Editor’s comment: This article was originally published in Aiki News back in 1989. On a recent trip to Japan, I had an opportunity to meet again with Professor Shishida. The subject of injuries and deaths in aikido again arose in our conversation and I was appalled to learn that the type of incident described in this article has continued unabated in subsequent years resulting in more aikido-related deaths. In one extreme case, Professor Shishida related that two deaths occurred at the same university within a relatively short time span. He also mentioned that despite the fact that parents of the victims have sued the concerned universities on various occasions, the courts have consistently found the schools blameless. I feel this situation is intolerable and would encourage readers to post their comments on the Aikido Journal bulletin board with an eye toward exposing this horrible situation in the hope that even a single life might be saved!
This section of the complete thesis was printed in the Nihon Budo Gakkai Gakujutsushi. (Scientific Journal of Japanese Martial Arts Studies) was published in Volume 21, No. 1, 1988. The bibliography has been omitted.
Chapter Two: Cases of Serious Accidents Resulting in Death and Serious Injury
The cases contained in the documents in Chapter 1 and other materials and testimonies offered by the individuals in question such as alumni who responded to my requests for data are listed in the table included. I chose to reproduce all information in cases where data was limited and attempted to select information for its instructional value in those cases where space limitations caused me to omit details where the data was ample. I have omitted the names of the victims and universities in consideration of the persons involved. I have assigned numbers to the cases according to the date of occurrence of the accident.
III. Proposals for Countermeasures for the Prevention of Serious Accidents
(1) Recognition of Danger—Inherent Characteristics of Kata Practice Method: In aikido in general, a training method is adopted where the uke (person taking the fall) and tori (person throwing) practice a predetermined technique. This kata method was also adopted by the Japan Aikido Association which employes the randori method in competition. The method appears to be safer than the randori method used in judo since it requires less physical contact even though methods of kata practice differ slightly depending on the school. What about the case of aikido?
First, I would like to mention the fact that out of the cases of serious accidents in the chart of Chapter 2, all except 3 and 4 occurred in sport clubs affiliated with aikido schools which do not practice the competitive randori method. The schools involved in cases 3 and 4 are not known because of a scarcity of documentation. This writer who has experience in both the Association kata and randori method considered that the randori method was much more dangerous than the kata method. Hence, I was extremely surprised by the nature of accidents cited.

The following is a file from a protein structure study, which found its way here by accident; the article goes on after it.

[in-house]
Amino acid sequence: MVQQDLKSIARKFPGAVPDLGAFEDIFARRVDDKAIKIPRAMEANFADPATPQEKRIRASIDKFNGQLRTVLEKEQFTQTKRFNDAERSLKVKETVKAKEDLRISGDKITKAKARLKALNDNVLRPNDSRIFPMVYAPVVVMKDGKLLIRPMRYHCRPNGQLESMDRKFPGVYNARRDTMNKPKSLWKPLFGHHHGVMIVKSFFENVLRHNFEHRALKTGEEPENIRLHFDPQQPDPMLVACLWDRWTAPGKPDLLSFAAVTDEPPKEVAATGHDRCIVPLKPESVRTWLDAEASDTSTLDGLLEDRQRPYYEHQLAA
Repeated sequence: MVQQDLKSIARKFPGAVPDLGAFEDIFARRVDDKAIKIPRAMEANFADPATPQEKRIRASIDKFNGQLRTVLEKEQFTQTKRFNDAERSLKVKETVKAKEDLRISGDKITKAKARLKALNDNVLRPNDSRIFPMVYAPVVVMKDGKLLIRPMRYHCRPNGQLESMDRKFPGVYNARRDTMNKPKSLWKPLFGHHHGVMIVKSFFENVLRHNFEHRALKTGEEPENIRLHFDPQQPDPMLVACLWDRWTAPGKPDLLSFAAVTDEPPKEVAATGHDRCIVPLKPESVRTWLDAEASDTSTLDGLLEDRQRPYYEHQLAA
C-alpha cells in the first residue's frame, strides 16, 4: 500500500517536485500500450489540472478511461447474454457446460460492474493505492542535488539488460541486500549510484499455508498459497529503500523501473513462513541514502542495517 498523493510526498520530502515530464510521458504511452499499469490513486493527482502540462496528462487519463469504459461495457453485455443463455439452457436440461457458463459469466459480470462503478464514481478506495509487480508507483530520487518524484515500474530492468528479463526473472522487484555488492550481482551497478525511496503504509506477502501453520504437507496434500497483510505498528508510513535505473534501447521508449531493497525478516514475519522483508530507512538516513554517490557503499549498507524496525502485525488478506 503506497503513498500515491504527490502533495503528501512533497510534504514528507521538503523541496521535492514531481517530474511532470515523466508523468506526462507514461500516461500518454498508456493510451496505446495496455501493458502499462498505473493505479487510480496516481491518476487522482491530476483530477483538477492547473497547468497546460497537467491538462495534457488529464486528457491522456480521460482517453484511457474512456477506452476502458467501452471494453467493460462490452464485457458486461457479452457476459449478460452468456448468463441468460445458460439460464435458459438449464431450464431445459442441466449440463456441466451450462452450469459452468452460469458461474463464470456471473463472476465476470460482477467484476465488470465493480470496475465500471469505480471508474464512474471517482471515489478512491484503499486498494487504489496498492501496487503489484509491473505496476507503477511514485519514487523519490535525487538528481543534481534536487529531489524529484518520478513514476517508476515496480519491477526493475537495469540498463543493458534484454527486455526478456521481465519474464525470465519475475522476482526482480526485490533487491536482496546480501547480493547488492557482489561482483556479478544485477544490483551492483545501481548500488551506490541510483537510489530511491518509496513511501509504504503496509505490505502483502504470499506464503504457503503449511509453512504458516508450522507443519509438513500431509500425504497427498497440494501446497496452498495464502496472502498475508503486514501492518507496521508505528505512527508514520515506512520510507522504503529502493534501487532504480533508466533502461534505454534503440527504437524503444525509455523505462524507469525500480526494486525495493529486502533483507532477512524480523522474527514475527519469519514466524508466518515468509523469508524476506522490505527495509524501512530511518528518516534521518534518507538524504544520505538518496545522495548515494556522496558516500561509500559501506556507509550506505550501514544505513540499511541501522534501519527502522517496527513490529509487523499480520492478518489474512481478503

Why are most of the victims physically weak such as university freshmen or sophomores or female students? Why weren’t the senior students or leaders able to prevent the accidents? Naturally, we must seek the reasons in the descriptions of the accidents. However, I believe that there is a common cause to the accidents in all 11 cases. Therefore, I wish to point out the inherent danger of the kata method of practice which is a conclusion I have arrived at as a result of an examination of the cases.
The point is that the safety of the uke is one-sidedly placed in the hands of the tori. In the kata, the uke and tori are generally decided beforehand, and the tori can decide the intensity and sometimes the type of technique according to his purpose. On the other hand, not only is the first action of the uke limited, but it is also tacitly assumed that he will not offer any resistance to the technique. In this way, both can perform their roles. In this sense, it can be said that the kata method is safer than randori training where one can be thrown with an unexpected technique.
However, even in kata practice it must be recognized that serious accidents may occur, a) if the uke is inexperienced; and b) if the uke is very tired, and even more importantly; c) as a result of the intensity and application of the tori’s technique apart from categories a) and b). In the 11 cases cited, the victims are all uke and, except for several sophomores, are freshmen and thus fall into category a). Insofar as concerns category b), except for cases 4, 8 and 9, the accidents occurred during training camps. That is, fatigue under unusual circumstances can result in accidents. The case of category c) is not clear. However, if we assume in principle that accidents never happen for categories a) and b) alone without category c), then we can control the proper behavior of the tori given a) and b), that is, attention to safety and the method of practicing techniques.
One must assume a heavy moral responsibility if he places the uke in a situation where he is not permitted to resist in a kata practice which results in an accident. The tori must practice keeping in mind the inherent dangers of kata practice and proceed carefully. Furthermore, I think aikido leaders should reexamine the present practice and teaching methods in order to make this approach a custom.
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